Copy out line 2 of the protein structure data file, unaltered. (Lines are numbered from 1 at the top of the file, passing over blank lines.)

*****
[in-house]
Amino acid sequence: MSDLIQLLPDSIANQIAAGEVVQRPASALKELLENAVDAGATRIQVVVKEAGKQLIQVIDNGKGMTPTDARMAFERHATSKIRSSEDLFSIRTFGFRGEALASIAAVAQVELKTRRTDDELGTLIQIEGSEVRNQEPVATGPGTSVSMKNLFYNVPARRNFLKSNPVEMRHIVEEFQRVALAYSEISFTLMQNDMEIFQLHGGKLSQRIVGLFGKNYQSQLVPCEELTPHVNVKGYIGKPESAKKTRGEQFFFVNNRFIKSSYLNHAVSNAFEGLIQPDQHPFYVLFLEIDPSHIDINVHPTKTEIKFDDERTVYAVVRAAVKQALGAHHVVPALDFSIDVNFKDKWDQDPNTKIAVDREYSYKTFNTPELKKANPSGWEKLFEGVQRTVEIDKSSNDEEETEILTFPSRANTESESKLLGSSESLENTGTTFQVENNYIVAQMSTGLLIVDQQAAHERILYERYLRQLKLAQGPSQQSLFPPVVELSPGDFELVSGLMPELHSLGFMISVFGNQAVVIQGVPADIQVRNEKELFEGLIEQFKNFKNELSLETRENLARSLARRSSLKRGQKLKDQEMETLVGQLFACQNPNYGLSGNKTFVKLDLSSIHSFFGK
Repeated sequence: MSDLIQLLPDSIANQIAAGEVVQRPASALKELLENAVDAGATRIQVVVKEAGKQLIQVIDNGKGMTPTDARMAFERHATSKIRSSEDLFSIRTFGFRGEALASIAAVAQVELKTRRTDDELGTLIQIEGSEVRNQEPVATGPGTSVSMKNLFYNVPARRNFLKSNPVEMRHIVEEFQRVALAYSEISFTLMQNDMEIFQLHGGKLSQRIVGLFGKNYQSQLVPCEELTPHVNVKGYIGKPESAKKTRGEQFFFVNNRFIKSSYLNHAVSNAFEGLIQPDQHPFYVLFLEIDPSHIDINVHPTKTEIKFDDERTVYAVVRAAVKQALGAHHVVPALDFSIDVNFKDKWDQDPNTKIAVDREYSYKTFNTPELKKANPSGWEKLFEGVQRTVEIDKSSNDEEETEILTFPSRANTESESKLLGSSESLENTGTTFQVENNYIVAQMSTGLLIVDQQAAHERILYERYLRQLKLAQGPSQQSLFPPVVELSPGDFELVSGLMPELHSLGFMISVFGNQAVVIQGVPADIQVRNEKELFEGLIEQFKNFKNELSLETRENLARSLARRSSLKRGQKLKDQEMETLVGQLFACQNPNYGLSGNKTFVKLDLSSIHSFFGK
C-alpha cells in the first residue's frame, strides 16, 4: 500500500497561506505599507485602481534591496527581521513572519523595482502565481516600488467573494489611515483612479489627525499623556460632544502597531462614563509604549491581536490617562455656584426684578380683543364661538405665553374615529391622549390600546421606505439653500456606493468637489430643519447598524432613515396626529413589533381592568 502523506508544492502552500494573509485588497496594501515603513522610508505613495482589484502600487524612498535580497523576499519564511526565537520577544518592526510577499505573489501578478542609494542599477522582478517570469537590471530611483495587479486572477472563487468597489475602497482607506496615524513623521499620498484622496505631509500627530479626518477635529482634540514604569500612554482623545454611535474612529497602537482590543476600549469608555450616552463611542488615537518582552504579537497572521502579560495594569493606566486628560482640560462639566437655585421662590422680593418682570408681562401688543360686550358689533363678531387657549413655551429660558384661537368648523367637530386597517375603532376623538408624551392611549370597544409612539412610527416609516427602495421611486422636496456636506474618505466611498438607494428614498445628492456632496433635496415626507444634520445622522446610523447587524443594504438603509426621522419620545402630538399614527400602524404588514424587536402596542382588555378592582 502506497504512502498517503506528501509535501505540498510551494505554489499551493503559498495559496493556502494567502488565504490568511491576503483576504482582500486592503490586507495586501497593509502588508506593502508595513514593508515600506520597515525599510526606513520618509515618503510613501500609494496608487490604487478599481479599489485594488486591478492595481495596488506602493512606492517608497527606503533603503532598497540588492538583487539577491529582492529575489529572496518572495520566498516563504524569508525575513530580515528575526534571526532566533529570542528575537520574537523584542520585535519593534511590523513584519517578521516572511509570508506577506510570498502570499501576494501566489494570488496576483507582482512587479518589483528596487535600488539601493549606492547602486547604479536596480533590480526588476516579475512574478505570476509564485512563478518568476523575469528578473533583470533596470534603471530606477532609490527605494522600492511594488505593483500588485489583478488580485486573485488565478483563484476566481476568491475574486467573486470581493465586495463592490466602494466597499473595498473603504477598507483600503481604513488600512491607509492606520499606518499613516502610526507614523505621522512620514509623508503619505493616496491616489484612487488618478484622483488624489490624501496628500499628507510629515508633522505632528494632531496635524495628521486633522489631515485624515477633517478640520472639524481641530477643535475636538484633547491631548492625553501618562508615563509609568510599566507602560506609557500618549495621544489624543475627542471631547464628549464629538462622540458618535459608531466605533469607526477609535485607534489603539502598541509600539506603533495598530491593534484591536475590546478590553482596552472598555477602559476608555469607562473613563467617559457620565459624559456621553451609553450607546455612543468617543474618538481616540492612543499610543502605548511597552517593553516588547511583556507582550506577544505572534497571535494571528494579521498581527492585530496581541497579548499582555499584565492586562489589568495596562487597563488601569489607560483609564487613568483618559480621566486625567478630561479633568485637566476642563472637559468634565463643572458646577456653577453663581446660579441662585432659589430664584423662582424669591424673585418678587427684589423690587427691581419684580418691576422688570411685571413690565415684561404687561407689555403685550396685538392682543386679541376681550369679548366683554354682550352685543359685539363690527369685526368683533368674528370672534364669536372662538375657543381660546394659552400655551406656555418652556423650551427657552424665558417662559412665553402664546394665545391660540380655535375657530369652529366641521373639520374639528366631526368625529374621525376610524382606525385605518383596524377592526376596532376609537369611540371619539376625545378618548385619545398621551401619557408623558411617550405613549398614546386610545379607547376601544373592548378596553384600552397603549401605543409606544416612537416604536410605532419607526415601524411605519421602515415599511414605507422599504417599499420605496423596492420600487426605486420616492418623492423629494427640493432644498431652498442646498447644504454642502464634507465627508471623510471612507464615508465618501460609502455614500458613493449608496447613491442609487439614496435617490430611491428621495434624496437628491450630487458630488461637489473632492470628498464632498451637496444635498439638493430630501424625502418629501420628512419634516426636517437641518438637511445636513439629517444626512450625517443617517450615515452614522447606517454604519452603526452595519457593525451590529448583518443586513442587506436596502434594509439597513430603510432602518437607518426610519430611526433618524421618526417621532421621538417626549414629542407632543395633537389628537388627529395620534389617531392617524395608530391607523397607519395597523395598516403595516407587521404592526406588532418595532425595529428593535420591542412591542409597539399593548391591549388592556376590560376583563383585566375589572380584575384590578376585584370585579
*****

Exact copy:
Amino acid sequence: MSDLIQLLPDSIANQIAAGEVVQRPASALKELLENAVDAGATRIQVVVKEAGKQLIQVIDNGKGMTPTDARMAFERHATSKIRSSEDLFSIRTFGFRGEALASIAAVAQVELKTRRTDDELGTLIQIEGSEVRNQEPVATGPGTSVSMKNLFYNVPARRNFLKSNPVEMRHIVEEFQRVALAYSEISFTLMQNDMEIFQLHGGKLSQRIVGLFGKNYQSQLVPCEELTPHVNVKGYIGKPESAKKTRGEQFFFVNNRFIKSSYLNHAVSNAFEGLIQPDQHPFYVLFLEIDPSHIDINVHPTKTEIKFDDERTVYAVVRAAVKQALGAHHVVPALDFSIDVNFKDKWDQDPNTKIAVDREYSYKTFNTPELKKANPSGWEKLFEGVQRTVEIDKSSNDEEETEILTFPSRANTESESKLLGSSESLENTGTTFQVENNYIVAQMSTGLLIVDQQAAHERILYERYLRQLKLAQGPSQQSLFPPVVELSPGDFELVSGLMPELHSLGFMISVFGNQAVVIQGVPADIQVRNEKELFEGLIEQFKNFKNELSLETRENLARSLARRSSLKRGQKLKDQEMETLVGQLFACQNPNYGLSGNKTFVKLDLSSIHSFFGK